Dutch silver mote spoon
Dirk van der Goorberg
16,7 gram; 13,5 cm
The mote spoon is pierced, and engraved at the reverse with an elaborate shell ornament and has a plain tapering handle. Fully marked at the reverse and displaying an assay stripe.
Mote spoons are actually pierced teaspoons, meant to sieve tea leaves and other particles from teacups. Tea used to be less pure as it is now and also slightly more crude, which explains the rather wide piercings in this spoon. Dutch mote spoons are quite rare. This master silversmith has made at least two sets of mote spoons, which are part of two oak-veneered tea chests. In 1780 Dirk van der Goorberg made three silver tea caddies and four mote spoons in total for one chest. A similar tea chest, made in 1771, consists of three tea caddies and six mote spoons by Dirk van der Goorberg. This mote spoon, dated 1774, might have been part of a set of mote spoons in a tea chest, which is still unknown or non-existing.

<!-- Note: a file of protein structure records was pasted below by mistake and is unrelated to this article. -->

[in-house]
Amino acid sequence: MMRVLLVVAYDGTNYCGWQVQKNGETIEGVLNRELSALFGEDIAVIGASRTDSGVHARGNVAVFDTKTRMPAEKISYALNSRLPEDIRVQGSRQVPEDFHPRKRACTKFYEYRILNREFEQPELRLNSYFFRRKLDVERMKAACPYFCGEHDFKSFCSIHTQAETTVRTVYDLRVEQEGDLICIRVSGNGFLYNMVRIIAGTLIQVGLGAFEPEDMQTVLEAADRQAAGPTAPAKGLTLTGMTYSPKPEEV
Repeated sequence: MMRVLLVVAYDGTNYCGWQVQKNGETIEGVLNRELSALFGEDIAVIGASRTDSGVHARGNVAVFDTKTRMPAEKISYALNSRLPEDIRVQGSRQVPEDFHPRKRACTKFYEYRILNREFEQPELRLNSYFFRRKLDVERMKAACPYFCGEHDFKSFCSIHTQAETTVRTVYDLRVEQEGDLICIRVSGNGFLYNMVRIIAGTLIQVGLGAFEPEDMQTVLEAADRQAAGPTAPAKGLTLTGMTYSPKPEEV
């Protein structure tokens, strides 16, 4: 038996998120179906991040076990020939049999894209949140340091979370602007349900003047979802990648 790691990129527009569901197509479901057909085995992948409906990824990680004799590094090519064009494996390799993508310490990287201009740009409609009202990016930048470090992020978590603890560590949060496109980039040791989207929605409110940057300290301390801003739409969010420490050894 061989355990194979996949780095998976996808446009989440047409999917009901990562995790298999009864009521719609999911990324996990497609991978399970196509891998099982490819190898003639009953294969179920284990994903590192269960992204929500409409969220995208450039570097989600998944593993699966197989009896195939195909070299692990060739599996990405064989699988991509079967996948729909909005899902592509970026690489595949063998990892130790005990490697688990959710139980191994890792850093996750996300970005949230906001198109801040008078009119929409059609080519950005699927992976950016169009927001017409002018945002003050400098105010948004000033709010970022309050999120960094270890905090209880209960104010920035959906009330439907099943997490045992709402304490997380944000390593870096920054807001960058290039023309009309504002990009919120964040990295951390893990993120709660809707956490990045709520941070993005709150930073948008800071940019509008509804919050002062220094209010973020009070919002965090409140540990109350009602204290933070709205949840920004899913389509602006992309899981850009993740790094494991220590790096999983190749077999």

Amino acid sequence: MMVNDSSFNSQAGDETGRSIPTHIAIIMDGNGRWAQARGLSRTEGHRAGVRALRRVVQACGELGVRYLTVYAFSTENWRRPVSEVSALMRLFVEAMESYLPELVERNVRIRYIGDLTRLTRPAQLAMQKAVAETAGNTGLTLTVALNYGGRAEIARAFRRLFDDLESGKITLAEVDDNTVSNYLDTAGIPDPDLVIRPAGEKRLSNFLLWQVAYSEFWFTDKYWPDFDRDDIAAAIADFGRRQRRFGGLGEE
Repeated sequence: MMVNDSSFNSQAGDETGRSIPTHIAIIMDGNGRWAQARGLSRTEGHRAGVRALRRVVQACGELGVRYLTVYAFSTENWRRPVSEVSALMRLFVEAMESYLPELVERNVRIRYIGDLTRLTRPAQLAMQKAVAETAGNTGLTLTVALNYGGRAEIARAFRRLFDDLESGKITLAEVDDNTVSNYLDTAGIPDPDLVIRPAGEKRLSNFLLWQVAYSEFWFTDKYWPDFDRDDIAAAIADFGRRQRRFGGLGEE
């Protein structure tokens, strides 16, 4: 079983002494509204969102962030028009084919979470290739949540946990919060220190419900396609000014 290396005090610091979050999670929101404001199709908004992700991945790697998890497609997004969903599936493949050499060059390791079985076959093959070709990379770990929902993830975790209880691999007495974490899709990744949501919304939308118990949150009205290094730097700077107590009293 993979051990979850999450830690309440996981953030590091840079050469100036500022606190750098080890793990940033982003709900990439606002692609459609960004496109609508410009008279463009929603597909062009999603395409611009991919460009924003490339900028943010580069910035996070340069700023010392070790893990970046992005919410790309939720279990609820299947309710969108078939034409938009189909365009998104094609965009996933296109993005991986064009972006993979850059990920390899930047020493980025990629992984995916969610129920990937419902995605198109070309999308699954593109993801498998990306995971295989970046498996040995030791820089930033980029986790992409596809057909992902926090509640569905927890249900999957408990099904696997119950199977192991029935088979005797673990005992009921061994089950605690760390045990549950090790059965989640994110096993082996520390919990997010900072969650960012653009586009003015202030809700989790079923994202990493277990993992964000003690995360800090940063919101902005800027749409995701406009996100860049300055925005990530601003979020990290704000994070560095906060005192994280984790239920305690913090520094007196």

Dirk van der Goorbergh (circa 1723-1816) was a very skilled Delft master, whose work could compete with that of the renowned The Hague silversmiths at that time. A good example is the silver water kettle made by Dirk in 1774, which was exhibited at the Rococo exhibition in the Rijksmuseum, Amsterdam in 2001. Furthermore, the work of English silversmiths, who worked in the so-called Adam style (from ca. 1765-1795), might have influenced Dirk van der Goorberg. English catalogues with designs from Sheffield, Birmingham and London silversmiths were available to Dutch silversmiths due to the trade contacts via Rotterdam harbour.